Eifler said Army soldiers in Alaska wear an assortment of different patches. Donning the Alaska Angels patch brings a common identity.

“Before, there was dysphoria with all these patches and even the military didn’t understand the structure properly,” Eifler said.

Murkowski, during the ceremony, said the Alaska Soldiers “now have a new patch, a new name and a new identity and an invigorated mission.”

“Soldiers here in Alaska have always been our nation’s Arctic warriors, conquering mountains and valleys, training in the bitter cold of winter,” Murkowski said. “You are a badass in the Arctic.”

McConville said the original 11th Airborne was the unit “that tested and validated this airborne operations division that gave leaders confidence that it could be used on D-Day.” [in 1944].”

“We expect Alaskan soldiers to live up to the legacy of those who came before them, to master their craft in arctic warfare, extreme cold and high altitude, and to are developing innovative ways to operate in this environment,” said McConville.

The 11th Airborne Division was formed in 1943 in North Carolina, where it trained to become a combat-ready force. His excellence convinced the War Department of division-sized airborne operations. He would see a combat deployment in New Guinea and combat in the Philippines in 1945.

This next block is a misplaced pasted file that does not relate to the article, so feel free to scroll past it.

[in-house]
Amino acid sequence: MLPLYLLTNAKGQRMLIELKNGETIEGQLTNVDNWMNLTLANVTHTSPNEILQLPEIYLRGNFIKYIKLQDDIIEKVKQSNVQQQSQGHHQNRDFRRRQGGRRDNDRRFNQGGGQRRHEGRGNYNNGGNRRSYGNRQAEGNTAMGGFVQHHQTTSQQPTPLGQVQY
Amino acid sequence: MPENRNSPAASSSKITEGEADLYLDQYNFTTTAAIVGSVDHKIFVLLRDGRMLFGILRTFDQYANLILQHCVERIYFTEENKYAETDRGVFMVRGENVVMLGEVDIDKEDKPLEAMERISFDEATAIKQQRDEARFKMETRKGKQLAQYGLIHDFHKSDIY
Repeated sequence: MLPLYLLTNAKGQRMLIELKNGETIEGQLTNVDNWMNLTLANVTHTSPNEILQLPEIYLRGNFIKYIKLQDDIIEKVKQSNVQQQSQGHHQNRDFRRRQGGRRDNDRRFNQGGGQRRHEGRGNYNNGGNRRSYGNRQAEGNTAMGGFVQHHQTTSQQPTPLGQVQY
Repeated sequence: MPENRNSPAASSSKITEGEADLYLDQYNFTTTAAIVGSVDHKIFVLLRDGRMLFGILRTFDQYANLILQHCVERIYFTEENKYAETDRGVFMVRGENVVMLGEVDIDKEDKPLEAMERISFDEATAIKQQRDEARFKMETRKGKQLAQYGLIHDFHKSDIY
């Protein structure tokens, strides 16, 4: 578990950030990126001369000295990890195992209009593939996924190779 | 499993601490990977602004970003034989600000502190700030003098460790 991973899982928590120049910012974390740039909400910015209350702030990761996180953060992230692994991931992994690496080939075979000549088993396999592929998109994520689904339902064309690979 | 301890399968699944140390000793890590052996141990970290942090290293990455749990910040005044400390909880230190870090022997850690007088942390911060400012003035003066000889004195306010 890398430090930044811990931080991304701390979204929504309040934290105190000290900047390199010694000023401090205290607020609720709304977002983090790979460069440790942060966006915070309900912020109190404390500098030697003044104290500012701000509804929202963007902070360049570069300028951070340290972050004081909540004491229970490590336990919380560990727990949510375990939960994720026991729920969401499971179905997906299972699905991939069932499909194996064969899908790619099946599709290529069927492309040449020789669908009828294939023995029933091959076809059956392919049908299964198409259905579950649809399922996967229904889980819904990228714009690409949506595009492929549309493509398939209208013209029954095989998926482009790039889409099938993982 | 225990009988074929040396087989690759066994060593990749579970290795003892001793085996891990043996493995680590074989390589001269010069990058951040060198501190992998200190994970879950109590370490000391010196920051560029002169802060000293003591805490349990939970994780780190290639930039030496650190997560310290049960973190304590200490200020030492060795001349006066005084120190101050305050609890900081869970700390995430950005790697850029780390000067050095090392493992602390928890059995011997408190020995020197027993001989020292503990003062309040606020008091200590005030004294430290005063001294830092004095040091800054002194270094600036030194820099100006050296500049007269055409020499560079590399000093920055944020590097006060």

He became the vanguard of the occupation of post-war Japan until May 1949, when he was returned to Fort Campbell. Some of the division’s units fought in the Korean War and again in the Vietnam War.

“In the Philippines during World War II, the 11th Airborne displayed extraordinary bravery fighting through dense jungles and rugged mountains and saved over 2,000 civilians,” McConville said at the ceremony. .

As the U.S. Army’s only arctic airborne division, the Army’s presence in Alaska is changing.

McConville said the reflagging means phasing out Stryker vehicles starting this summer, replacing them with arctic and subarctic equipment and gear.

“We are in the process of acquiring cold weather all-terrain vehicles,” McConville said. “We are also purchasing cold weather gear over the next couple of years.”

He added that the Army will assess its air presence in Alaska to determine how best to operate an “air assault brigade.”

Eifler added that “the focus will be on the dismounted and arctic mobility of Fort Wainwright…and on sustained operations in extremely cold climates.”

“We’re going to use snowmobiles there, CATVS and figure out how best to operate,” Eifler said. “We need to be mobile…and able to sustain operations in this cold weather.